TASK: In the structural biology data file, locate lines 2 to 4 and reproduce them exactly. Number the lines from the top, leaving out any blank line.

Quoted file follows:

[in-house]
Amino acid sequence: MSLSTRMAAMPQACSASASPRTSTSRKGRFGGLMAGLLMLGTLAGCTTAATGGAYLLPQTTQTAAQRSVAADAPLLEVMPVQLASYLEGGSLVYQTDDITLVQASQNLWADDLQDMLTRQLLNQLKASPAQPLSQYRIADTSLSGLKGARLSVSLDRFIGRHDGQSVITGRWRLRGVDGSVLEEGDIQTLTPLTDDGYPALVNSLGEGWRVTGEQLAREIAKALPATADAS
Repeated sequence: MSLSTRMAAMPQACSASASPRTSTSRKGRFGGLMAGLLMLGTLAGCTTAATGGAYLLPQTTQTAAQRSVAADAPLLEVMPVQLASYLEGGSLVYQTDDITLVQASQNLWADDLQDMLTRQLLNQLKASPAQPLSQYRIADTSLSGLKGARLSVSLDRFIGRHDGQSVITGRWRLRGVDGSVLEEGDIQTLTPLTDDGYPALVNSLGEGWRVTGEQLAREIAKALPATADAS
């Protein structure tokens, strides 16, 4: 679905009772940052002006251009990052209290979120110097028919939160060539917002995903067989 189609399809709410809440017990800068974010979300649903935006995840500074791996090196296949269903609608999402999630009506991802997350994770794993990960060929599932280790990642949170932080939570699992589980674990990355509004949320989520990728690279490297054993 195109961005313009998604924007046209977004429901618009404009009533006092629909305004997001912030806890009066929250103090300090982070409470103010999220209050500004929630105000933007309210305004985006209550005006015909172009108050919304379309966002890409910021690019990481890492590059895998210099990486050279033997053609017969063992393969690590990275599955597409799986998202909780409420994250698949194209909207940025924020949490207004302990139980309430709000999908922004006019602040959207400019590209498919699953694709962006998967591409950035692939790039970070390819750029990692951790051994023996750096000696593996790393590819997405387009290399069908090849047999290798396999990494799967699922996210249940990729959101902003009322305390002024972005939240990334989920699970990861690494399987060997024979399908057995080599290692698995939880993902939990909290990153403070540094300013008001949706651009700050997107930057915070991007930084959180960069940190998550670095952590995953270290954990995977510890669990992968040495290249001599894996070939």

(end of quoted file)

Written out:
Amino acid sequence: MSLSTRMAAMPQACSASASPRTSTSRKGRFGGLMAGLLMLGTLAGCTTAATGGAYLLPQTTQTAAQRSVAADAPLLEVMPVQLASYLEGGSLVYQTDDITLVQASQNLWADDLQDMLTRQLLNQLKASPAQPLSQYRIADTSLSGLKGARLSVSLDRFIGRHDGQSVITGRWRLRGVDGSVLEEGDIQTLTPLTDDGYPALVNSLGEGWRVTGEQLAREIAKALPATADAS
Repeated sequence: MSLSTRMAAMPQACSASASPRTSTSRKGRFGGLMAGLLMLGTLAGCTTAATGGAYLLPQTTQTAAQRSVAADAPLLEVMPVQLASYLEGGSLVYQTDDITLVQASQNLWADDLQDMLTRQLLNQLKASPAQPLSQYRIADTSLSGLKGARLSVSLDRFIGRHDGQSVITGRWRLRGVDGSVLEEGDIQTLTPLTDDGYPALVNSLGEGWRVTGEQLAREIAKALPATADAS
């Protein structure tokens, strides 16, 4: 679905009772940052002006251009990052209290979120110097028919939160060539917002995903067989 189609399809709410809440017990800068974010979300649903935006995840500074791996090196296949269903609608999402999630009506991802997350994770794993990960060929599932280790990642949170932080939570699992589980674990990355509004949320989520990728690279490297054993 195109961005313009998604924007046209977004429901618009404009009533006092629909305004997001912030806890009066929250103090300090982070409470103010999220209050500004929630105000933007309210305004985006209550005006015909172009108050919304379309966002890409910021690019990481890492590059895998210099990486050279033997053609017969063992393969690590990275599955597409799986998202909780409420994250698949194209909207940025924020949490207004302990139980309430709000999908922004006019602040959207400019590209498919699953694709962006998967591409950035692939790039970070390819750029990692951790051994023996750096000696593996790393590819997405387009290399069908090849047999290798396999990494799967699922996210249940990729959101902003009322305390002024972005939240990334989920699970990861690494399987060997024979399908057995080599290692698995939880993902939990909290990153403070540094300013008001949706651009700050997107930057915070991007930084959180960069940190998550670095952590995953270290954990995977510890669990992968040495290249001599894996070939």